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When it comes to tracing text, you have two basic options here inside of Adobe Illustrator, the first of which is to try and trace the text by hand, because chances are, when you're using the Image Trace feature, you're not going to get a decent result on the text itself. So, tracing text by hand is probably one of the best ways to recreate text, especially text that has been custom built, like the text you see here. You can also choose to identify the font that is being used in the artwork that you're tracing, and then reset the text yourself. I'm going to cover that in a separate movie. For this movie, I'm only going to be focusing on tracing text by hand.
So, let's zoom in on this text here, and let's take a look at exactly what we're working with. Now, lucky for me, this sketch is actually really well done to the point where I can actually see guidelines and things like that that I can set up in order to make it easier for me to trace the text. So, the first thing I do is I turn on my rulers with Command+R or Ctrl+R, and then I just start to drag out guides that match the top and sides of the text areas, so wherever the text starts and wherever it stops, just like this. And then you can drag out individual guides for each character if you want to as well, and that's going to help you along the way. There we go.
Just drag that out; helps me with my spacing, helps me with my alignment, and all that good stuff. So let's drag another one right here; something kind of like that. Alright. So, now that I've got that all set up, I'm ready to start tracing my first character. So, in order to do that, I'm going to grab my Pen tool. I'm going to make sure that my fill color is set to none, I'm going to make sure that my stroke color is set to black, and then I'm going to give it a one point stroke, and then I'm going to zoom in, and once I zoom in, I'm just going to start somewhere right here, at the intersect point, most likely, and another thing that would be good is if you locked your guides right now.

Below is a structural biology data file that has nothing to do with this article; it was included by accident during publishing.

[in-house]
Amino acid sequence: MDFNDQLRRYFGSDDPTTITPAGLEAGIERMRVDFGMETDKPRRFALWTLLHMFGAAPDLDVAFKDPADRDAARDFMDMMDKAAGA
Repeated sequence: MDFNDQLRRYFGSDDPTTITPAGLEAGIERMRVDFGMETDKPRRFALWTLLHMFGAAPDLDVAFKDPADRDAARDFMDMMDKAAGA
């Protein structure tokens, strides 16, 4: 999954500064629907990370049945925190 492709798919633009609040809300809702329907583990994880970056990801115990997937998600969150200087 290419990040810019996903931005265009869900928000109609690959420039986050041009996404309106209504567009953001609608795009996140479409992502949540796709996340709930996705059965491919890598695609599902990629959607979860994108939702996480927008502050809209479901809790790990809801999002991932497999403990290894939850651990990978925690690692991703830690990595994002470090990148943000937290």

So, just go to View, go down to Guides, choose Lock Guides; that way those are not in any way in your way. So, here we go; we're going to go right here, and just click, hold down the Shift key to draw straight lines, and then I'm just going to click, and go around here. And as I'm going around, I'm just making sure that I'm holding down my Shift key, and I'm just careful to go all the way around the shape. There we go. Now, when I'm doing the diagonal pieces, like this area here, and this area here, I am not holding down the Shift key. I will go across, and once I get back up to the top, I'll just hold down the Shift key to go back up, and then over, and once I see that little circle, that means I'm about to close the path, and so there we go.